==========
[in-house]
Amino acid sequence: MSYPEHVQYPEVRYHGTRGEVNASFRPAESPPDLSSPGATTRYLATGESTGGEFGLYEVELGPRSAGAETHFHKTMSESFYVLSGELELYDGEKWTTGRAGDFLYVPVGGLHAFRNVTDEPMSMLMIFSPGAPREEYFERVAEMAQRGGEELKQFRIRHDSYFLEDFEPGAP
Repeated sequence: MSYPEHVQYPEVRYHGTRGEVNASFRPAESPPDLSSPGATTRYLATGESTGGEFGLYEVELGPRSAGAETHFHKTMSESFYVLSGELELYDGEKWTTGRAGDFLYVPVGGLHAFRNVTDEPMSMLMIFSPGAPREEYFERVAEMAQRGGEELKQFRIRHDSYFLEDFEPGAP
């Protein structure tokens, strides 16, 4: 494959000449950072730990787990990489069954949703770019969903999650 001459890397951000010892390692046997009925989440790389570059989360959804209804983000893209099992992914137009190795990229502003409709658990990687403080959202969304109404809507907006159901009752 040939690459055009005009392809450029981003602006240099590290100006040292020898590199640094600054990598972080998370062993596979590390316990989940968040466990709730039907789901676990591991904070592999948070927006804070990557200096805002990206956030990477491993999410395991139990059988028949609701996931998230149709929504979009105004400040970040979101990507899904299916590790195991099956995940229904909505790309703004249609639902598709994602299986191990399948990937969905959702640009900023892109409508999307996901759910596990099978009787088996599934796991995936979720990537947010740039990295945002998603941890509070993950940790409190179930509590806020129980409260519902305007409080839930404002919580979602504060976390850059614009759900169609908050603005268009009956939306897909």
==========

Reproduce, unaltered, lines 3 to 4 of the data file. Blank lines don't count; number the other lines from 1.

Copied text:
Repeated sequence: MSYPEHVQYPEVRYHGTRGEVNASFRPAESPPDLSSPGATTRYLATGESTGGEFGLYEVELGPRSAGAETHFHKTMSESFYVLSGELELYDGEKWTTGRAGDFLYVPVGGLHAFRNVTDEPMSMLMIFSPGAPREEYFERVAEMAQRGGEELKQFRIRHDSYFLEDFEPGAP
């Protein structure tokens, strides 16, 4: 494959000449950072730990787990990489069954949703770019969903999650 001459890397951000010892390692046997009925989440790389570059989360959804209804983000893209099992992914137009190795990229502003409709658990990687403080959202969304109404809507907006159901009752 040939690459055009005009392809450029981003602006240099590290100006040292020898590199640094600054990598972080998370062993596979590390316990989940968040466990709730039907789901676990591991904070592999948070927006804070990557200096805002990206956030990477491993999410395991139990059988028949609701996931998230149709929504979009105004400040970040979101990507899904299916590790195991099956995940229904909505790309703004249609639902598709994602299986191990399948990937969905959702640009900023892109409508999307996901759910596990099978009787088996599934796991995936979720990537947010740039990295945002998603941890509070993950940790409190179930509590806020129980409260519902305007409080839930404002919580979602504060976390850059614009759900169609908050603005268009009956939306897909």